Preparing communities to face future disasters and adapt to climate change
The theme of this year´s International Day for Disaster Risk Reduction is “International cooperation for developing countries to reduce their disaster risk and disaster losses”. With the latest Intergovernmental Panel on Climate Change (IPCC) report predicting significantly increasing risks of extreme weather events and other natural and man-made hazards, delivering on the Sendai Framework for Disaster Risk Reduction (DRR) and the political commitments made in 2015 is ever more urgent. While the EU already supports DRR through its international cooperation, more could be done through an ambitious implementation of the new Global Europe Instrument.
Around the world, National Red Cross and Red Crescent Societies are scaling up their climate-smart disaster risk reduction, early action and preparedness activities. They are supporting communities to be better prepared to manage forecasted weather events and new climate extremes, including by being able to access resources ahead of their impact.
Early action saves lives. In Niger , the Red Cross Society of Niger and the French Red Cross are using the forecast-based financing approach to reduce the food insecurity and nutrition crisis caused by drought. Forecast-based financing enables access to humanitarian funding for early action to prepare for extreme weather events based on meteorological forecast information, combined with risk analysis. By anticipating potential disasters, preparedness and mitigation activities help to strengthen food security in the region and lessen human suffering and losses.
Ensuring the resilience of livelihoods and preserving natural resources are crucial. In Sudan, the Sudanese Red Crescent is working with the Red Cross Societies of the Netherlands, Denmark, Spain, and Sweden on a climate change adaptation project which aims to strengthen community resilience through improved natural resource management. With the help of local populations, subsurface dams are being constructed and fire lines created to avoid losing more grazing land to wildfires and to reduce the threat of desertification in high-risk areas. As climate change drives higher temperatures and increases the variability of rainfall, the already long dry season has become even longer. By increasing water accessibility and availability, project activities reduce the impacts of climate change and contribute to improved natural resource management.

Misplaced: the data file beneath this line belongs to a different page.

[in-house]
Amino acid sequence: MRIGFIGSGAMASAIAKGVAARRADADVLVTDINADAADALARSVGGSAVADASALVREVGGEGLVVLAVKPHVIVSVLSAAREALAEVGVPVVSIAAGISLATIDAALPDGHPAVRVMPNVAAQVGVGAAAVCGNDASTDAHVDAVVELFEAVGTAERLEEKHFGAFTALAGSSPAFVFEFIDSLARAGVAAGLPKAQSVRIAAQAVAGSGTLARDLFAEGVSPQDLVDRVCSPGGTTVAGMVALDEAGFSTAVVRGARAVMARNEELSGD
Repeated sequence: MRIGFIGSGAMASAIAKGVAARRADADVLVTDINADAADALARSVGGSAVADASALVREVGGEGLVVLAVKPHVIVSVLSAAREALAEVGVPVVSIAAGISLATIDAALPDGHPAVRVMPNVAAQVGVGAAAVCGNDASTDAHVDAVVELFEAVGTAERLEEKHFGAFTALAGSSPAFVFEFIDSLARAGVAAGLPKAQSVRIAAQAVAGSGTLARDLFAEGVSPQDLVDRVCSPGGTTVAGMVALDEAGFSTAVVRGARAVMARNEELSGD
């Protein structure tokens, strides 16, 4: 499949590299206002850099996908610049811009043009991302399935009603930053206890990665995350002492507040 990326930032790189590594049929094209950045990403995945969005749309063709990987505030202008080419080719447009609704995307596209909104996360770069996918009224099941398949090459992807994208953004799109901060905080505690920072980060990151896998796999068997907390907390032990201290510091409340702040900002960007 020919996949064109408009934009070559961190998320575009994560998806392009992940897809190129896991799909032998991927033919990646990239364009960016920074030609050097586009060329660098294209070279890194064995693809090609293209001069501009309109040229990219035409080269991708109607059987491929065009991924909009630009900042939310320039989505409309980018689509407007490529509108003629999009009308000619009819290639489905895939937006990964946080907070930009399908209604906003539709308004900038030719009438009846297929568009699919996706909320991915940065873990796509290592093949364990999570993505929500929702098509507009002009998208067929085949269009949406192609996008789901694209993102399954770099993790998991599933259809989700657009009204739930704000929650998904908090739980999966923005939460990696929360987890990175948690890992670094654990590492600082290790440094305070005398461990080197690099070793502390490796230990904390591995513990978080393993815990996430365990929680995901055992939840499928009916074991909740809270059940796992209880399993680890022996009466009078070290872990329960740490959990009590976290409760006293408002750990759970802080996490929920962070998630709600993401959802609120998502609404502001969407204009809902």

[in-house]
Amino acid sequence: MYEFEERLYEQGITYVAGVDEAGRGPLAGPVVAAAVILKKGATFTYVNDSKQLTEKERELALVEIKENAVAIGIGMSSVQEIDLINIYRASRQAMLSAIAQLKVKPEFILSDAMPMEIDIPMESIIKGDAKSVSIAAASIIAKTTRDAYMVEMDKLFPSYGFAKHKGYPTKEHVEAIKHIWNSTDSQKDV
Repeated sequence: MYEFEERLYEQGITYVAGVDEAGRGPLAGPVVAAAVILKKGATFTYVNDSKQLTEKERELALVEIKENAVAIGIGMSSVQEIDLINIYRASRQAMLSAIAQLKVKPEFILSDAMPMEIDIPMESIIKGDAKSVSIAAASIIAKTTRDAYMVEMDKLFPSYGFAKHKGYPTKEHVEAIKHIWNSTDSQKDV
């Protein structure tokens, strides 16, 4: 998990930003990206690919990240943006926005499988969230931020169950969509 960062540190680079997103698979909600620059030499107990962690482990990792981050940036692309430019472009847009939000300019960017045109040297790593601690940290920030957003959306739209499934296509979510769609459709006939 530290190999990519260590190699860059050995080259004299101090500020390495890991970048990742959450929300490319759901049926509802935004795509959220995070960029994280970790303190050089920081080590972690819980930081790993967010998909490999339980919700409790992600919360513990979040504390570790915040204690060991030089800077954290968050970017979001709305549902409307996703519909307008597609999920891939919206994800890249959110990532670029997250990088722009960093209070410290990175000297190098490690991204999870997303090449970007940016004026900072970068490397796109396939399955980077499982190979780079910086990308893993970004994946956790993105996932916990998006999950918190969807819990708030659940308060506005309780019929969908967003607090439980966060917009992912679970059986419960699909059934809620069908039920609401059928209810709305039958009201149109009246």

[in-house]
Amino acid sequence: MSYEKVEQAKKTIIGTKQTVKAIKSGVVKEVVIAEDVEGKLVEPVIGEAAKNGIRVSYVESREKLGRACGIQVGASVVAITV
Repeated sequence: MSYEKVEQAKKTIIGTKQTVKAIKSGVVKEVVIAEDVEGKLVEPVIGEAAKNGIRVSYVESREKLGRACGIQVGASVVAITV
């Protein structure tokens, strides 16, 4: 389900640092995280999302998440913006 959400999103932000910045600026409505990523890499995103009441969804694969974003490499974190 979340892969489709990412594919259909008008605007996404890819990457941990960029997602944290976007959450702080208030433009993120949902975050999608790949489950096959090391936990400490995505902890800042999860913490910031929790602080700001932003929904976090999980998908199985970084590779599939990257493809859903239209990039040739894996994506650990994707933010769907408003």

Ecosystem-based DRR must be scaled up. The degradation of ecosystems – such as forests, wetlands, coastal and marine systems, and drylands – is a major driver of disaster risk and a key component of disaster vulnerability. By systematically harnessing the regulatory functions of ecosystems, ecosystem-based DRR approaches not only mitigate, prevent and buffer against disasters, but also offer other services of productive and cultural value. In collaboration with UN Environment, Partners for Resilience (PfR), an alliance of five organisations, including the Netherlands Red Cross and the Red Cross Red Crescent Climate Centre, aim to develop different models for the large-scale implementation of Eco-DRR. Activities will cover Indonesia, India, Uganda, Ethiopia and Haiti, and rolled out across broader landscapes to demonstrate the full potential of Eco-DRR and create and document models for scaling-up community-based eco-DRR.
Ensuring cooperation with local authorities and other local actors is key for effective disaster preparedness. To reduce the gap between an emergency call and the arrival of rescue units in remote villages, the Armenian Red Cross and the Austrian Red Cross have been cooperating with the national Ministry of Emergency Situations to develop a model for Volunteer Fire and Rescue Groups as emergency first responders. In parallel with the district/province fire and rescue services, these groups can be activated for all emergency response operations within their village cluster by the ministry’s emergency call and dispatch centres. In Nepal, the Nepal Red Cross Society and the Danish Red Cross have established community-based emergency response teams who practice rescue and first aid skills together with other local actors. Along with the Nepal armed police force, Red Cross volunteers are preparing for water rescue in the event of flooding. They are also learning how to set up evacuation sites as part of anticipatory actions in the event of disasters.
While these efforts are made on the ground, there is an urgent need for additional support from the international community to expand anticipatory action and reduce disaster risks and losses worldwide. Without further engagement on climate in the coming years, the crisis will be overwhelming, especially for developing countries. Increased cooperation, as well as investments in DRR and capacity building, are key to creating more resilient societies.
The EU can play an important role in reducing disaster risks and preventing losses by strengthening the focus on DRR in its external action, including through the European Green Deal and the new EU Adaptation Strategy, adopted earlier this year. For these efforts to reach the most vulnerable communities and leave no one behind, it will be crucial for more support to be channelled to local actors, like National Red Cross and Red Crescent Societies, who are already present and engaged within local communities. Given the variety of extreme weather events and other natural and man-made disasters which could strike communities, any preparedness and adaptation measures need to be tailored to the local context.
Ahead of COP26, the International Federation of Red Cross and Red Crescent Societies (IFRC) has launched #ClimateChangedMe campaign to draw attention to the climate crisis and the urgency of acting now. Learn more at climatechanged.me
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